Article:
Local community knowledge, perceptions, and experiences of malaria prevention in the highlands of Papua New Guinea

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Bang, Kolly Tongamp
Author ORCID Profiles (clickable)
Master of Health Science
Unitec Institute of Technology
Niven, Elizabeth
Roy, Dianne
Masters Thesis
Ngā Upoko Tukutuku (Māori subject headings)
Papua New Guinea
Highlands (Papua New Guinea)
local knowledge
public health
ANZSRC Field of Research Code (2020)
Bang, K. T. (2010). Local community knowledge, perceptions, and experiences of malaria prevention in the highlands of Papua New Guinea. A thesis submitted in partial fulfilment of the requirements for the degree of Master of Health Science - Nursing, Unitec Institute of Technology, New Zealand.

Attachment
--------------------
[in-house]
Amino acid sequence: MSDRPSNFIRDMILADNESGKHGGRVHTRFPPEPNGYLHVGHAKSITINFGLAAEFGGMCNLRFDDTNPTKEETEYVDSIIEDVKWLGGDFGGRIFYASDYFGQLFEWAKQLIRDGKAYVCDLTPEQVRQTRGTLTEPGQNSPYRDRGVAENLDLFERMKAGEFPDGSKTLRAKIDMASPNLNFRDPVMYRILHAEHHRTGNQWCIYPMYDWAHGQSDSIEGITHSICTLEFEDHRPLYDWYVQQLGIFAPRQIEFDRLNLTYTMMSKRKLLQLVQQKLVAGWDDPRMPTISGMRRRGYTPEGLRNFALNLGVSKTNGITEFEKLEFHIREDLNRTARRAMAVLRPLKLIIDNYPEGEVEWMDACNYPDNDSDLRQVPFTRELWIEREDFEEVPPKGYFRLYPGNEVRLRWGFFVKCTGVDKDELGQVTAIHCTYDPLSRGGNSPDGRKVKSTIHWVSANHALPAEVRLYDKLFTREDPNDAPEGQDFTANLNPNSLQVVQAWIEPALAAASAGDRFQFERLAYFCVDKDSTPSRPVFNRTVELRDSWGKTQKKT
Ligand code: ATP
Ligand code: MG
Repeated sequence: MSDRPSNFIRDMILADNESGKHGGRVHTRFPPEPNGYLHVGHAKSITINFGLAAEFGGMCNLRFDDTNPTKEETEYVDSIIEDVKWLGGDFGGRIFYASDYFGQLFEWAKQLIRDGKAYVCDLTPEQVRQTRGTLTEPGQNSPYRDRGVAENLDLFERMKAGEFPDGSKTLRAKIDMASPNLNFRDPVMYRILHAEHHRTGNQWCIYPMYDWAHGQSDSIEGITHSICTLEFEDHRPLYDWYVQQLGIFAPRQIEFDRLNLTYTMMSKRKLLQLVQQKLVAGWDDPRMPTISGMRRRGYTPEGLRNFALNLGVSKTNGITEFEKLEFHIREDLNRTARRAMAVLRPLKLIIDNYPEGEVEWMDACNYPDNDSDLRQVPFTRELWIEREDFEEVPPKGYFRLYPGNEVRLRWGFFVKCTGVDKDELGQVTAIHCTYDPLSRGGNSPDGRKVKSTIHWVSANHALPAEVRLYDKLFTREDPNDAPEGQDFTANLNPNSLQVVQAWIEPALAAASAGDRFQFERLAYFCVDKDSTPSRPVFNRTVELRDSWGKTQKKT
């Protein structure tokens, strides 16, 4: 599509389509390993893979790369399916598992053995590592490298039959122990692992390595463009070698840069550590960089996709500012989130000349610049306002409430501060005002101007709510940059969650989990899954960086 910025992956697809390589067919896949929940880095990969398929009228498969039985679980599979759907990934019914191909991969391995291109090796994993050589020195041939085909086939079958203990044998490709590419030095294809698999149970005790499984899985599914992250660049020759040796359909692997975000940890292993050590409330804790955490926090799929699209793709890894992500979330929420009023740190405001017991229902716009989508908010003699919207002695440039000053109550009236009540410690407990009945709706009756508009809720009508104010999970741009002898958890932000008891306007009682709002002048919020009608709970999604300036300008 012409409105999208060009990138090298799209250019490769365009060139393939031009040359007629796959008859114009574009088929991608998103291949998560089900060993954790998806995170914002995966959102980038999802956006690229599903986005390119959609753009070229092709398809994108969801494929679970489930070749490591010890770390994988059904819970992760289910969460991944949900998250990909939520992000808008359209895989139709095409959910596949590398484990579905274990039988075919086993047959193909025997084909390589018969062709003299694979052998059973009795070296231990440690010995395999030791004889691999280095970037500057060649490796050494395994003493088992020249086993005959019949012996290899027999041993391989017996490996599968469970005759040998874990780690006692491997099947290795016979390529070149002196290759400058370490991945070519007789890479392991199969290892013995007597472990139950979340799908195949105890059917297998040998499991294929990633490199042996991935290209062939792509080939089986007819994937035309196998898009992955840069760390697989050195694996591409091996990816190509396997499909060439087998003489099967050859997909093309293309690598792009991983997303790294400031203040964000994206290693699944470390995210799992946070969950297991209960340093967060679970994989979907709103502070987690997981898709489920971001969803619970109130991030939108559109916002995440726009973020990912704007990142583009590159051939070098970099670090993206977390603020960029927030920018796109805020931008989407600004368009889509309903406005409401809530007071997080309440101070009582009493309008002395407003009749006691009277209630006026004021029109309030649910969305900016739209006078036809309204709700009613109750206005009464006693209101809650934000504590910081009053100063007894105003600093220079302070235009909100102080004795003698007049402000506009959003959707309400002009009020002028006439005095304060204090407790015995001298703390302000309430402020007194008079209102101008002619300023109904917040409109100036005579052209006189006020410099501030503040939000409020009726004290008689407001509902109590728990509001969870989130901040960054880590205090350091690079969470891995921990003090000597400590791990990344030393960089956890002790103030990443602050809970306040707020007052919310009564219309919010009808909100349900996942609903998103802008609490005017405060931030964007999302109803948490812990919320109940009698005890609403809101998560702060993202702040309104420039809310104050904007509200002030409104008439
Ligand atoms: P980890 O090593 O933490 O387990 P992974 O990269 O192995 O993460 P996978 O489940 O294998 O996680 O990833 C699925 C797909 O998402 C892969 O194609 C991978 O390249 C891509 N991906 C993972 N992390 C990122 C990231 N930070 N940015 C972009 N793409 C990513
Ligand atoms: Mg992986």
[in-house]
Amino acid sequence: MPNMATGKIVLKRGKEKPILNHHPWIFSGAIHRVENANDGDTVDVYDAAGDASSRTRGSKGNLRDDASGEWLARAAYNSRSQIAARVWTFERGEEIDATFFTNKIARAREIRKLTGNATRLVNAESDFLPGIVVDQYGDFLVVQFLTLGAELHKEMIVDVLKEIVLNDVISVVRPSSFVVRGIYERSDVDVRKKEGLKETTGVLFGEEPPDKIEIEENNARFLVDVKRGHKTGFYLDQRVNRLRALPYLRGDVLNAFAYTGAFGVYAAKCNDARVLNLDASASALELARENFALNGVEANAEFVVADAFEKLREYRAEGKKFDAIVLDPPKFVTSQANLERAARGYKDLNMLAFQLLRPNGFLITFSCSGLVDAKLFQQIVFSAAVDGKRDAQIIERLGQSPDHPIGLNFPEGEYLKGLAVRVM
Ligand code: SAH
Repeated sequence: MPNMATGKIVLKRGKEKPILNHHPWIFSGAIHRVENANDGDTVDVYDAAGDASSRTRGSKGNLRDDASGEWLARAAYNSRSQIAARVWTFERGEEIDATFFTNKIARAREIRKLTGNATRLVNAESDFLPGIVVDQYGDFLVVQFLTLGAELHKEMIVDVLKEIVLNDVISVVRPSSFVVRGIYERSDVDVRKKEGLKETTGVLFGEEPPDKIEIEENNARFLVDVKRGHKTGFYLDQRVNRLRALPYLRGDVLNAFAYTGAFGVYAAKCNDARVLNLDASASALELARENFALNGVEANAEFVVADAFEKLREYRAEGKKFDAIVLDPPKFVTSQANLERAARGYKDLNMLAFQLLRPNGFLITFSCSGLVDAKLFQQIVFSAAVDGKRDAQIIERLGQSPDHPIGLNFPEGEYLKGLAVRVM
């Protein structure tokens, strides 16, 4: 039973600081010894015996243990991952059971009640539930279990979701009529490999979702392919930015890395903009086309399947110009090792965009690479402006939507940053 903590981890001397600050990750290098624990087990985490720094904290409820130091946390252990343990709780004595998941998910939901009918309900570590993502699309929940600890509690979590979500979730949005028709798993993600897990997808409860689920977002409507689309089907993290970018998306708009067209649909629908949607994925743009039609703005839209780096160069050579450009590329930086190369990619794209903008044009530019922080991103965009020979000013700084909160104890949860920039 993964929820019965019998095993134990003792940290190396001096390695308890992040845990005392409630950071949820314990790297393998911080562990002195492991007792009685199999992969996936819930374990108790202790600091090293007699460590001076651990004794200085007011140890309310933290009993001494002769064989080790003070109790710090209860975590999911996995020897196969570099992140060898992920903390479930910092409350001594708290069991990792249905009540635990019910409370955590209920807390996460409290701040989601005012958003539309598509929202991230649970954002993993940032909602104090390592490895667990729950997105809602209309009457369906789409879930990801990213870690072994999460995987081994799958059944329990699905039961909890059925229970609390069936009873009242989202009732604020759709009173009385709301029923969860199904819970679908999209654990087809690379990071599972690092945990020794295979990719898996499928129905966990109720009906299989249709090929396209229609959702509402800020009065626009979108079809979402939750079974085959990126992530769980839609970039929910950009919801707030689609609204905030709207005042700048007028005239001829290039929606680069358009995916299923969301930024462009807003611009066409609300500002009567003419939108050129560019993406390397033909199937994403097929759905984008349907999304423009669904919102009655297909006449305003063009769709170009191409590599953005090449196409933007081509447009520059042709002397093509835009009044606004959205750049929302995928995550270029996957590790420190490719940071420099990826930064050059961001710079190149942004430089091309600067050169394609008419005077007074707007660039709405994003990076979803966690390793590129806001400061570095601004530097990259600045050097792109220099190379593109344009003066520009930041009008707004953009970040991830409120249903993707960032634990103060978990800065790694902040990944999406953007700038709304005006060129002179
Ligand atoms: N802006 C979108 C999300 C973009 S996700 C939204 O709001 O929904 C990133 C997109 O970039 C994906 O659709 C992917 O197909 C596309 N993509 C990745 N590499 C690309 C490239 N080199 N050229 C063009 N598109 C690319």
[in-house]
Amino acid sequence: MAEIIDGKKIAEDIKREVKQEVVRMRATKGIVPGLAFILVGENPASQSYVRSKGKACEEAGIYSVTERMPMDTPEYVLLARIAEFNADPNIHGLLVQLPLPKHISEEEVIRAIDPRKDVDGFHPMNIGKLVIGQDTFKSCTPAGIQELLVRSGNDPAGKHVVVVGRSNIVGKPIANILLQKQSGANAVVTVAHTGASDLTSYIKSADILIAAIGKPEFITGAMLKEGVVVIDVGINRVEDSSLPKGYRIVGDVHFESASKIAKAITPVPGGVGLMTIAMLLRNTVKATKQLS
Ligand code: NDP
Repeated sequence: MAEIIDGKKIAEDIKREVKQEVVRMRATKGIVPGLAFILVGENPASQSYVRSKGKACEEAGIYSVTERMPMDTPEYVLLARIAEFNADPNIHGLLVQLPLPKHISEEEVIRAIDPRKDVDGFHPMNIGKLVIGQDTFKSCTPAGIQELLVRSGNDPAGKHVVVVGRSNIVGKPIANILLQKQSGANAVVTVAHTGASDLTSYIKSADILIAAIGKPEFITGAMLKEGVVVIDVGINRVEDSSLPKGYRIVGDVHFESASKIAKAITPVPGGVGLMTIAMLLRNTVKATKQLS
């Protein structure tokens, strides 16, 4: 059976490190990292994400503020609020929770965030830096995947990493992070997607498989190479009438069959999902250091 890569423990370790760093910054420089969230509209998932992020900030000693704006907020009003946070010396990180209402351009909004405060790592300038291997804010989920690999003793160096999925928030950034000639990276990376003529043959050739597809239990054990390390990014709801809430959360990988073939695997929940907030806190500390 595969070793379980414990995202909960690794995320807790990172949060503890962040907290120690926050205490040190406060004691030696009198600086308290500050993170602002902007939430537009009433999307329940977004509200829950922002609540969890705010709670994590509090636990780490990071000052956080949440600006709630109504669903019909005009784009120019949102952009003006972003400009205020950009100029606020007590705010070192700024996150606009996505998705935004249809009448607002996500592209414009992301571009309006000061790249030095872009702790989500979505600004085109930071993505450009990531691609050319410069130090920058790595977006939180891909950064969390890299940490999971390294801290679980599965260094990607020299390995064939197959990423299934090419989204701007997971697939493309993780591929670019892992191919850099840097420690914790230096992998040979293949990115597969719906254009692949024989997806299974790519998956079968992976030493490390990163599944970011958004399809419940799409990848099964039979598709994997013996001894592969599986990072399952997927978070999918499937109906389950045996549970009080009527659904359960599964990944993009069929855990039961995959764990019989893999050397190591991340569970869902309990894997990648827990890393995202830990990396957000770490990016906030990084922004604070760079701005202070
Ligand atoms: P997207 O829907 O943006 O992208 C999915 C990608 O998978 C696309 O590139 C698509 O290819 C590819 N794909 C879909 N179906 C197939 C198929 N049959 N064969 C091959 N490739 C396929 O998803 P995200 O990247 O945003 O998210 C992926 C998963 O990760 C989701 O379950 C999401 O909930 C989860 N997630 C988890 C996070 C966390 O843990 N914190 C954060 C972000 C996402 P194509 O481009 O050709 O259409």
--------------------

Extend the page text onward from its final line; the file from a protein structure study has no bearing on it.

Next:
RESEARCH QUESTION: What are the experience and perceptions of malaria prevention and control by local Highlands people? BACKGROUND: Malaria is becoming common and causing seasonal epidemics in the Highlands of Papua New Guinea (Mueller et al., 2005). Malaria is mainly affecting the health of the local population who live in bush huts. The Highland’s local people’s knowledge, perception and practical measures to prevent malaria were explored in this study. OBJECTIVE: This study was aimed at identifying knowledge gaps and other possible environmental impediments that may influence effective participation of the local people. METHOD: Interpretive description (a qualitative approach) was used for this study. Data was collected through focus groups (x4) and individual interviews (x4). RESULTS: There were seven main themes that emerged from this study. Theme One revealed the locals’ knowledge gaps and misconceptions of malaria. Theme Two indicated climate change as a trigger for malaria increase in the Highlands. Theme Three revealed locals’ experiences of current malaria prevention and control strategies. Theme Four emerged as alternative malaria treatment. Theme Five revealed some problems faced by locals with the health care system. Theme Six showed locals’ perception of socio-economic disempowerment, and Theme Seven related to locals’ behavioural factors contributing to malaria. CONCLUSION: This study identified Highlands local knowledge gaps answering the original focus of study. The knowledge gaps indicated essential components for primary health care functions as needing attention, PHC workers in rural areas increased, and health planners to implement suitable approaches with local involvement to build locals’ knowledge capacity for malaria prevention and control.
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